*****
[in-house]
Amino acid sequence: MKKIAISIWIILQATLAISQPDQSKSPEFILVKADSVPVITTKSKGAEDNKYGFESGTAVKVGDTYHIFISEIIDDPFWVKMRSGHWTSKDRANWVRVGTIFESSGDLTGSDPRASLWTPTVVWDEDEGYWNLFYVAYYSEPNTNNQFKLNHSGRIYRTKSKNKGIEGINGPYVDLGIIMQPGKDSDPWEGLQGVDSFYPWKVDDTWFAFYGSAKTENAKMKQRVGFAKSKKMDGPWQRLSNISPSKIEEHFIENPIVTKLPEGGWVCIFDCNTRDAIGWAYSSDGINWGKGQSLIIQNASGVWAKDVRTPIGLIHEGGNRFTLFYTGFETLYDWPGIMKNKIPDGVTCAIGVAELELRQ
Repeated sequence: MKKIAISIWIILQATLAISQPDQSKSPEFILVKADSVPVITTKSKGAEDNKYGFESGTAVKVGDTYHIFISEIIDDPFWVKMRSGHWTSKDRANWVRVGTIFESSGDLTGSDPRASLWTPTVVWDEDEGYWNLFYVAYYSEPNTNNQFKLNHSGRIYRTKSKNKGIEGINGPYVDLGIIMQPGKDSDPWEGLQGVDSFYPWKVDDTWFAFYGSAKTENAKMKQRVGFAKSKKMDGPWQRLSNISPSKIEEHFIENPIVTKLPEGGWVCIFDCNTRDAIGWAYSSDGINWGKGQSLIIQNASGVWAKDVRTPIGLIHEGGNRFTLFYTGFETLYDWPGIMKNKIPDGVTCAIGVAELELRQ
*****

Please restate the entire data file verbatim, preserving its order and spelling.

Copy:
[in-house]
Amino acid sequence: MKKIAISIWIILQATLAISQPDQSKSPEFILVKADSVPVITTKSKGAEDNKYGFESGTAVKVGDTYHIFISEIIDDPFWVKMRSGHWTSKDRANWVRVGTIFESSGDLTGSDPRASLWTPTVVWDEDEGYWNLFYVAYYSEPNTNNQFKLNHSGRIYRTKSKNKGIEGINGPYVDLGIIMQPGKDSDPWEGLQGVDSFYPWKVDDTWFAFYGSAKTENAKMKQRVGFAKSKKMDGPWQRLSNISPSKIEEHFIENPIVTKLPEGGWVCIFDCNTRDAIGWAYSSDGINWGKGQSLIIQNASGVWAKDVRTPIGLIHEGGNRFTLFYTGFETLYDWPGIMKNKIPDGVTCAIGVAELELRQ
Repeated sequence: MKKIAISIWIILQATLAISQPDQSKSPEFILVKADSVPVITTKSKGAEDNKYGFESGTAVKVGDTYHIFISEIIDDPFWVKMRSGHWTSKDRANWVRVGTIFESSGDLTGSDPRASLWTPTVVWDEDEGYWNLFYVAYYSEPNTNNQFKLNHSGRIYRTKSKNKGIEGINGPYVDLGIIMQPGKDSDPWEGLQGVDSFYPWKVDDTWFAFYGSAKTENAKMKQRVGFAKSKKMDGPWQRLSNISPSKIEEHFIENPIVTKLPEGGWVCIFDCNTRDAIGWAYSSDGINWGKGQSLIIQNASGVWAKDVRTPIGLIHEGGNRFTLFYTGFETLYDWPGIMKNKIPDGVTCAIGVAELELRQ